When I was in London I was asked if I'd thought of putting some book reviews on my blog. Well the answer was no I hadn't. I wasn't really sure anybody would be that interested. I thought posting a list of the books I had read would be sufficient! I do know however that two books Burketeer's would be interested about would be the two books Tom suggested to me when I spoke to him in Newcastle. I have previously written about my thoughts on the book Sway, so now for my observations about Conspiracy!
Human's are a pointless and evil part of civilisation
The Conspiracy Against The Human Race centres around Ligotti's claims that the worst horrors we encounter are not those that are produced by our imaginations in the field of horror films or writings, but in actual fact they are here, all around us in reality. The human condition, according to Ligotti, is not a nice one, in fact it is quite dreadful to be a human. Essentially we exist, and that is where the good news starts and ends! I think perhaps I need to read Ligotti's fiction, and then re-read this book again. It certainly requires more than one reading! The themes might be too stark for those who have not read the horror genre of Lovecraft or Edgar Allen Poe. Life is a strange and unexplained universe which is full of hate, so just why are we born? Life is inflicted on us, we have no say in the matter, and therefore we need the anaesthetic of optimism to get us through life, just so that we can say that life is alright really! The basic notion in comparison to the rest of the animal kingdom is that humans have a consciousness and on that basis are alone in their awareness of mortality. An animal is born, it reproduces & survives, then it dies. The human being has streams of consciousness so is aware that there is more to life than that of a mere animal, or is there? There are those who will agree with Ligotti's arguments, and those who will forcibly deny them. Those who live in a state of denial, saying that to be human is the greatest thing on earth, have fallen into Ligotti's trap, they have just helped to perpetuate the title of the book!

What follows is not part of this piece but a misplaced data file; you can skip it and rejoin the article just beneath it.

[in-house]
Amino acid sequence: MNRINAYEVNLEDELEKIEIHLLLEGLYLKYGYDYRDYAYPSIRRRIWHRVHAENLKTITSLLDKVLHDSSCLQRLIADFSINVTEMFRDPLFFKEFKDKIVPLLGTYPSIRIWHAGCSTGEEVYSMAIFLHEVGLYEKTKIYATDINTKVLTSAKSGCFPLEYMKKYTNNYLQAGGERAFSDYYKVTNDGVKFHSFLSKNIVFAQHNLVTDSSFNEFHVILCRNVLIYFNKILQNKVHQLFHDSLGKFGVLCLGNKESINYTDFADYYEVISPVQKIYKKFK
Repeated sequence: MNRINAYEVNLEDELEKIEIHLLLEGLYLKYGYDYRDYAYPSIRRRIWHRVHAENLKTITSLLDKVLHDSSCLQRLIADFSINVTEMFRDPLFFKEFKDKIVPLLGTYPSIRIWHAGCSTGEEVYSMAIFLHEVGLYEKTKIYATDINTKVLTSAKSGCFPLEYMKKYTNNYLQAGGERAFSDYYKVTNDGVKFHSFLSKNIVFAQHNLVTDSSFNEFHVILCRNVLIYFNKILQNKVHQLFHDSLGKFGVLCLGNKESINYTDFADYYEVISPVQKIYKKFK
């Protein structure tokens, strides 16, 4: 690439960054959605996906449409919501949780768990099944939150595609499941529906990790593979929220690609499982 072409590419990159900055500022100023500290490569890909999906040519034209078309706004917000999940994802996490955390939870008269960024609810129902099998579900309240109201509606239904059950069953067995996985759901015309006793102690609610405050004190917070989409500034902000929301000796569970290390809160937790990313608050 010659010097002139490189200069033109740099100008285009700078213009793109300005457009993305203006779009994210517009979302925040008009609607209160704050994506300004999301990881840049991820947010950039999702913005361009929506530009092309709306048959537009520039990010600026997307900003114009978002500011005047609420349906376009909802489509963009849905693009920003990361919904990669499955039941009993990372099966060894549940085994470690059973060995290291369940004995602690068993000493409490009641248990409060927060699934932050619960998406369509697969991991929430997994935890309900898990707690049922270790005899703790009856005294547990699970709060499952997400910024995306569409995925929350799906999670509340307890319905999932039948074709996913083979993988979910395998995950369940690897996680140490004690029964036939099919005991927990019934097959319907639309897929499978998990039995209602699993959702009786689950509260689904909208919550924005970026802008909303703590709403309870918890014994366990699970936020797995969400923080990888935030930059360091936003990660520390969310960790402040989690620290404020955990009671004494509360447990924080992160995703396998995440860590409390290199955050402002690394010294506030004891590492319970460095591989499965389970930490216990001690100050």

There's an argument in here for everyone to take away and think about...
I really loved the book, and I'm not saying that because Tom said to read it. Now when I saw Tom at Carols I said I had a bone to pick with him (why do I feel I can speak to him like he's my brother, I really need to learn the art of being star struck and keeping my mouth shut.) Anyway having shouted at him for making me read a book that requires the use of a dictionary to get through it, I did say it was a most interesting read. He just looked quizzically at me and asked if I'd read both books, "even Conspiracy?" Yes, and it was brilliant! I think we both briefly confirmed we should both read some more Ligotti...or perhaps I dreamt that bit! (To be honest I still want to know why he sounded so astounded that I'd read it... answers on a postcard please - or should that now be answers on Twitter!)
The book is not an easy read by any stretch of the imagination, but I think that is why I found it so compelling, it really does require you to think long and hard about what you are reading. You can read the book in a variety of ways, you can skim it without much thought, if you do that I don't think you'll get much from it. You can read it as an optimist, a pessimist, a realist and dependent upon that, you will find yourself agreeing or arguing with the points raised in the book. The book is extremely dark and subversive, and I could reflect on my personal thoughts, but I feel that would be too revealing about my own psyche and I'm not that type of person. Despite my foray into social media, I am actually a private person, and I will choose what type of person I present to the world; remove the veneer and the deep and meaningful stuff is reserved purely for those closest to me who I can trust with my secrets, as I will always do with theirs.
Travel into the depths of a dark mind
If you want to reach the darkest corners of Ligotti's mind, please go ahead, it makes for interesting reading, and it was an enjoyable journey for me; although I have to say that many of the points raised were not new to me. I have had such thoughts even as a teenager, only I have never been able to make them so eloquently! So for some of you who read it, you will think it a voyage of disparaging nonsense, whilst others will find elements which strike a chord with them. What I don't intend to reveal is my personal thoughts, especially as if I do that, many may suppose that they are also the thoughts of Tom. What do I think Tom thinks? I have absolutely no idea. That is his business, just as my thoughts are my business! Suffice to say though, that this was my kind of reading material, but I can fully understand those who would truly hate it. I do believe that someone at Carols told Tom that since I had read the book, they were going to read it too. "Good luck with that" he said!
To be honest, if you can't be bothered reading the book, my mate has done a couple of graphs for me which kind of sums up the basis of the book.